Masters of Anima Review -- Golems & Guardians
Masters of Anima, an adventure game from publisher Focus Home Interactive and developer Passtech Games, takes place in the magical world of Spark, where golems have been wreaking havoc for centuries. To combat these golems, some have been trained to become Shapers, those who have the ability to summon bright beings known as guardians with the help of a magical energy called anima. Otto, the main character, is an Apprentice Shaper engaged to the Supreme Shaper Ana, although they cannot be wed until Otto is promoted from his apprentice ranking. After Otto succeeds in his apprentice trial, chaos ensues, and a villain named Zahr steals Ana's essence and splits it in three. Otto then must embark on a journey and use his abilities to save his fiancee and perhaps even the world.
Although Otto himself can break objects and attack enemies with his staff, most combat involves summoning guardians and giving them various commands. This can range from just moving positions to attacking enemies and obstacles to executing special moves and switching between each type of guardian summoned. Summoning guardians and utilizing techniques all cost a certain amount of anima, which starts at a set amount but can be increased through progress. Anima can be refilled from finding it on the ground, breaking objects, having guardians destroyed by enemies, and siphoning it from enemies with certain types of guardians.
This would be reasonable if anima were more readily available during combat, but due to the lack of breakable objects when fighting, it can run out quickly, and the ability to summon guardians can be gone before you even realize it. When this happens, all you can to is either run around the combat area helplessly, hoping that an orb of anima pops up, or just die and start the fight over again. Because anima doesn't recharge like mana or energy in other games, it can make even some earlier fights more of a hassle.
Although the learning curve can feel somewhat steep, the strategy element of the game is well-done and requires players to use different types of guardians for different situations. The first guardians are Protectors, standard warriors with swords and shields used to destroy obstacles and enemies and move large objects to solve puzzles. Later guardians range from archers to siphoners and more, with each type having its own specific uses, strengths, weaknesses, and special abilities.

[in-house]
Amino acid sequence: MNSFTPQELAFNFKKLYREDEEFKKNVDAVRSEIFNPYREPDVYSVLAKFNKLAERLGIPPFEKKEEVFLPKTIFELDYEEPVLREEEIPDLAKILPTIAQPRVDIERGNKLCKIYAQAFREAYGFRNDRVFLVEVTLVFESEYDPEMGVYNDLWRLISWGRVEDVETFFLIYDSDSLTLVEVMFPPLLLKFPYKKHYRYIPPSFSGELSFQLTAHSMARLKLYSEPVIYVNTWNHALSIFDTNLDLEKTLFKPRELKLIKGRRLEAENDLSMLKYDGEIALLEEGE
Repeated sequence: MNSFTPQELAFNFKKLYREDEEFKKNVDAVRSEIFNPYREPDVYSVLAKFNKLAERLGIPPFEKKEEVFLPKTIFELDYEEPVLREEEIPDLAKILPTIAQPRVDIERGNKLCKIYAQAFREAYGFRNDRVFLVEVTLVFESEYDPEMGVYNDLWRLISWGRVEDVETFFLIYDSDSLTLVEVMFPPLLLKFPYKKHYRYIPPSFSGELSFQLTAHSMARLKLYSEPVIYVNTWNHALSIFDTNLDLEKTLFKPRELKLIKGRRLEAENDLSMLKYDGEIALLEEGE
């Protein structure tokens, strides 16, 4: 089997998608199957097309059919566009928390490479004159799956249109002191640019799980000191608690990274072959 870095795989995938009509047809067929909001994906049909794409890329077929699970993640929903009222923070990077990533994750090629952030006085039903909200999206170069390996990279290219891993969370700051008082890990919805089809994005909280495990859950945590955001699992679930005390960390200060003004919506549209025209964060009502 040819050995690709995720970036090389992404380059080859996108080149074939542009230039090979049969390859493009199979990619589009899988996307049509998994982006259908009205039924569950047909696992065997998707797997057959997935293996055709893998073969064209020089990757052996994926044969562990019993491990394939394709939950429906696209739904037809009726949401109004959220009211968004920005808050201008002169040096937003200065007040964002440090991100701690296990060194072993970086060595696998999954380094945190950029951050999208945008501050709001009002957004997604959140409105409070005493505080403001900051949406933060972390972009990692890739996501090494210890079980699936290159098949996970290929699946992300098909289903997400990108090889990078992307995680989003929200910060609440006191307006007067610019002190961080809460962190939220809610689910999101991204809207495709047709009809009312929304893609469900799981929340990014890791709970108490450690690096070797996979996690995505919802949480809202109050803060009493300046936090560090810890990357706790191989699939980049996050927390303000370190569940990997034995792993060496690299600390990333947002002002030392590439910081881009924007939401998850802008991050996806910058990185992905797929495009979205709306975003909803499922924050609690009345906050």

From Otto's skill tree, available guardian types can be strengthened as well, and skills can be reset if necessary, but all skill trees are only accessible between levels. If you find yourself having trouble in a particular fight later on in a level, you will have to go back to the level menu to reset your skills and then start that level all over again, when you likely won't feel like repeating all the previous enemy encounters you just went through.
All enemies are different types of golems. Similar to guardians, golems have different strengths, weaknesses, and attacks, although one golem is much stronger than a single group of guardians. For some golems, all you need is a decent number of guardians to take them down, while for others, you need to use specific types of guardians or a mix to defeat it. These golems also all have a rage meter, which allows them to use more powerful attacks once it runs out, so it's suggested to destroy them beforehand. This is easier said than done, as golems have a hefty amount of health, and it isn't always clear what the best strategy is to take down different types or multiple sets of golems. Many battles involve multiple golems, and your guardians have to be split up to defeat them at the same time. Defeating one and taking too long with the other will cause another golem to pop up in its place.
Between engaging in combat and solving puzzles, Otto can collect anima and complete various sidequests for additional experience. The sidequests themselves are relatively simple, consisting of collecting flowers or destroying corruption crystals, although due to enemies only being encountered at certain points, it creates rather empty areas between fights. Smaller, more commonly encountered enemies would have been a welcome addition and could have provided a way to help aggravated players level grind and adjust combat difficulty. There's also the lack of any kind of map, which isn't too much of a drawback due to level size, but it would still be a helpful addition.
The music and graphics featured in Masters of Anima work well enough but don't do much to stand out from other games with comparable subject matter. Although they aren't terrible, they're more forgettable than anything else. One other small but notable flaw is that certain cut-scenes can't be skipped, particularly prior to boss fights. These cut-scenes aren't overly long, but they are a chore to get through when having to repeat them.
Masters of Anima is a well-made game, but its few notable flaws ultimately keep it from being the more memorable experience it could be. Despite this, those willing to give it a try and stick through until the end may still find themselves enjoying it.
Masters of Anima is available digitally on PC, PlayStation 4, and Nintendo Switch.
A review copy of the game was provided by the publisher.